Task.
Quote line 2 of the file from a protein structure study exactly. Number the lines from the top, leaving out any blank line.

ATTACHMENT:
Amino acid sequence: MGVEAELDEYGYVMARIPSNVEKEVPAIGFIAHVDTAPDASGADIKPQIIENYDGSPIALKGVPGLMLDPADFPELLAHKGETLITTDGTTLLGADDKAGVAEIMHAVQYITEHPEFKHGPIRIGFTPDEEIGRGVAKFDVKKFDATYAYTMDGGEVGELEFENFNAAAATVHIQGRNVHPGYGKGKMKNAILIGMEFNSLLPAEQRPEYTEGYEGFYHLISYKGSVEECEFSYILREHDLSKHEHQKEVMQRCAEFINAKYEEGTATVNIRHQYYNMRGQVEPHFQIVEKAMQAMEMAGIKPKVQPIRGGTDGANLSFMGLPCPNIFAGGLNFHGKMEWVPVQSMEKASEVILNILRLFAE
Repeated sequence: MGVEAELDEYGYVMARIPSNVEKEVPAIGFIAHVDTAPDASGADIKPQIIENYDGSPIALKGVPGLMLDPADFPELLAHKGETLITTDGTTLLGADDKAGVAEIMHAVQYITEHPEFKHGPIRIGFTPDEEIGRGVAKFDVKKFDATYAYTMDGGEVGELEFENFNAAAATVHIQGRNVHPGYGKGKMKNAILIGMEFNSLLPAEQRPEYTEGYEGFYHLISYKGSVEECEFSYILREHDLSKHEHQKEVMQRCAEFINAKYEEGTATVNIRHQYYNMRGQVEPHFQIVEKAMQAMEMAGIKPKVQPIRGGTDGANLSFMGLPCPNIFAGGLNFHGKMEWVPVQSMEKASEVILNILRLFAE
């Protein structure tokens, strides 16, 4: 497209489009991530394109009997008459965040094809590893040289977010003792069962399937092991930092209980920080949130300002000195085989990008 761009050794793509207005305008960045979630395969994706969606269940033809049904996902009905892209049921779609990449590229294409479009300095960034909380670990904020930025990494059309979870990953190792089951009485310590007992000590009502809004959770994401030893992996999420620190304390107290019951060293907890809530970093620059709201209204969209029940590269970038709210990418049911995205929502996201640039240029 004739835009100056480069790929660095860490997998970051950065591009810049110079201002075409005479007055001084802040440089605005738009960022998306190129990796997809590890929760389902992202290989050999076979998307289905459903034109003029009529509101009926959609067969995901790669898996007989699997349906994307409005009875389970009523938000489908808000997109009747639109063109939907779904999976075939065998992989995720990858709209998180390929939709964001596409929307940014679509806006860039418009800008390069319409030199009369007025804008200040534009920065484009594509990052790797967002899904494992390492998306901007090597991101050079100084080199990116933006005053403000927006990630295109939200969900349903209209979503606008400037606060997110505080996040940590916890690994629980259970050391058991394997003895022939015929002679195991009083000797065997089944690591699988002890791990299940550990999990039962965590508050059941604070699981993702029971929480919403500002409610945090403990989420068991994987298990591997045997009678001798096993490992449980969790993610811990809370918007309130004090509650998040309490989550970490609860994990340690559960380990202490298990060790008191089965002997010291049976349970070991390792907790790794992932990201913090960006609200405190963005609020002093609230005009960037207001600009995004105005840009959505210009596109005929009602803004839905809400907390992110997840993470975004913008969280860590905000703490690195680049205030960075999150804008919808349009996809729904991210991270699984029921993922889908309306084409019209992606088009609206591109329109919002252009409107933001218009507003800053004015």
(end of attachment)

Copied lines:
Repeated sequence: MGVEAELDEYGYVMARIPSNVEKEVPAIGFIAHVDTAPDASGADIKPQIIENYDGSPIALKGVPGLMLDPADFPELLAHKGETLITTDGTTLLGADDKAGVAEIMHAVQYITEHPEFKHGPIRIGFTPDEEIGRGVAKFDVKKFDATYAYTMDGGEVGELEFENFNAAAATVHIQGRNVHPGYGKGKMKNAILIGMEFNSLLPAEQRPEYTEGYEGFYHLISYKGSVEECEFSYILREHDLSKHEHQKEVMQRCAEFINAKYEEGTATVNIRHQYYNMRGQVEPHFQIVEKAMQAMEMAGIKPKVQPIRGGTDGANLSFMGLPCPNIFAGGLNFHGKMEWVPVQSMEKASEVILNILRLFAE